Are You Over 55 With Money Worries? Then Consider the 5 Benefits of Equity Release
This is a way of releasing money tied up in the bricks and mortar of your home. You take out a loan secured on the value of the property.
You are able to borrow money based upon the value of your home or the amount of equity in it. In the future this money has to be paid back plus interest. If you are on state benefits taking equity release could have an effect on them.
Benefit 1. You do not have to move out of the home and you receive the money you need.
There are two main types of equity release scheme: Lifetime mortgage and Home reversion.
This allows you to take out a loan, secured against the value of your home. But you keep ownership of the property. Lifetime mortgages can be taken out on an individual basis, or jointly with a spouse or partner. The total debt (loan and interest) is not repaid until you move out of the home for good (you move into long term care) or after the death of joint parties.
Benefit 2. You keep full ownership of the property and You do not make any repayments during the life of the loan.
If you enter into this type of contract, make sure you the company offers a 'No Negative Equity Guarantee.' This guarantees that the maximum you or your estate has to repay will not exceed the value of the sale price of the property.
Benefit 3. The total debt is recovered by the equity release company, on the sale of the property.
Tip: Ensure selling costs of the property are included within the lifetime mortgage contract and are not deducted from your estate.
There are two types of loan available: A single lump sum or a series of smaller sums over a period of time. Unfortunately, depending on what the money is to be used for, taxation may be payable on any investments/investment gains you make with the borrowed money.
Benefit 4. You have a choice and can borrow a single (one off) lump sum or a series of smaller sums over a period of time.
You must consider the way interest is charged on any loan you take. For example, taking a series of smaller loans, may attract a higher interest charge than a single (one off) lump sum. The amount to be paid back when you take a series of smaller loans will be a lot higher than expected. The result of this would be a smaller sum of money available, to be added to your estate when the property is eventually sold.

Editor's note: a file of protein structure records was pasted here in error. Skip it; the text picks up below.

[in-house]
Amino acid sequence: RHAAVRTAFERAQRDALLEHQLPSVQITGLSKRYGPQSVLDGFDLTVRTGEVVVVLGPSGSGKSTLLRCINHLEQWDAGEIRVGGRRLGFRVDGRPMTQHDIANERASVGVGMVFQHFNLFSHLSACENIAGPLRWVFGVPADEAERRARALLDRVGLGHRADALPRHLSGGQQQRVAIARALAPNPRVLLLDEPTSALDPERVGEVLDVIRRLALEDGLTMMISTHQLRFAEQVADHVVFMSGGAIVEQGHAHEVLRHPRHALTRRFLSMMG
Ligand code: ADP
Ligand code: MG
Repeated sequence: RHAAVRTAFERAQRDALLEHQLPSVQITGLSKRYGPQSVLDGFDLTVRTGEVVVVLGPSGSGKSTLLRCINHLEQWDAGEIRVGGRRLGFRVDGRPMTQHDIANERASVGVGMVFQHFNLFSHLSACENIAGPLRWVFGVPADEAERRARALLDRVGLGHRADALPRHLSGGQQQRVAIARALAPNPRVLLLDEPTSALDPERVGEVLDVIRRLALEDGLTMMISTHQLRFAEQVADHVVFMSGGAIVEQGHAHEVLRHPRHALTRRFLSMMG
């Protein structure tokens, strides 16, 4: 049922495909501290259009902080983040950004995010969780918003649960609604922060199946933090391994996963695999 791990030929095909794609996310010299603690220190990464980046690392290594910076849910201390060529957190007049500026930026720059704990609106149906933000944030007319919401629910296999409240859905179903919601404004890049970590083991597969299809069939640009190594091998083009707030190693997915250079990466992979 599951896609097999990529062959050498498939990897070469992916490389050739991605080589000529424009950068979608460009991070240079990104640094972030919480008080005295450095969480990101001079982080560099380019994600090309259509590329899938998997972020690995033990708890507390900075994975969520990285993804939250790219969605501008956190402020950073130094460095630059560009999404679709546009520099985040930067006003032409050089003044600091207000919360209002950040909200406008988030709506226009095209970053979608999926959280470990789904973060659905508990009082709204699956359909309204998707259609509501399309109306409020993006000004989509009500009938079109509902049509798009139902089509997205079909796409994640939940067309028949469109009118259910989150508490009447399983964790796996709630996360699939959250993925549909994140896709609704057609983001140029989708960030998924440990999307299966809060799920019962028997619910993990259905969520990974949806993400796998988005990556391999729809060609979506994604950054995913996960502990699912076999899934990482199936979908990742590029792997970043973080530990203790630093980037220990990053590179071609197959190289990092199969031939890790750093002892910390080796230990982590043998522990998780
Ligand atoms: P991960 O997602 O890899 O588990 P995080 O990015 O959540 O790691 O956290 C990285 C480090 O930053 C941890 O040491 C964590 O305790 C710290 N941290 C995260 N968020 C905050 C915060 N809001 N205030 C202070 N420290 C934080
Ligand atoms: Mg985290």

HOME REVERSION SCHEME
You sell either all or part of your home but retain the right to live there. You no longer own your home with this type of scheme, or may only own a portion of it. This will depend upon the type of loan you take out. You receive a lease allowing you to live there but you may also be required to pay a small rent.
If you sold 100 percent of your home then any increase in equity the property experiences, will benefit the equity release company only and not your estate. If you sold only a part of the property, then the reversion company takes a percentage of the sale proceeds.
Benefit 5. Lump sums of money obtained from the sale of your own home are not taxable.
A reversion scheme can be taken out individually or jointly, in which case it continues until the death of the second person. This type of scheme can be set up to pay a single lump sum or a series of smaller payments.
The home reversion company will be repaid on the sale of the property. This will occur when you leave the property for good.
The restrictions on taking out a Lifetime mortgage or Home reversion are:
• Age: depending on the company may require a minimum of 55 to 65 years of age
• Minimum market value/equity value
• Mortgage: you may be expected to pay off any mortgage you have with a portion of the borrowed money.
• Minimum property standard/condition
• Charges: There will be costs associated with setting up these schemes
Costs will vary, from arrangement fees, valuation fees, solicitors fees and possibly early repayment charges and possibly more.
Tip: Costs must be considered and factored in, before any decision is made to take out one of these schemes.
Tip: The amount you can borrow is dependent upon your age. Typically, the older you are the more money you can borrow. However it is highly unlikely to equal the total amount of equity in the property.
Article Source: http://EzineArticles.com/expert/Edwin_Cleever/739563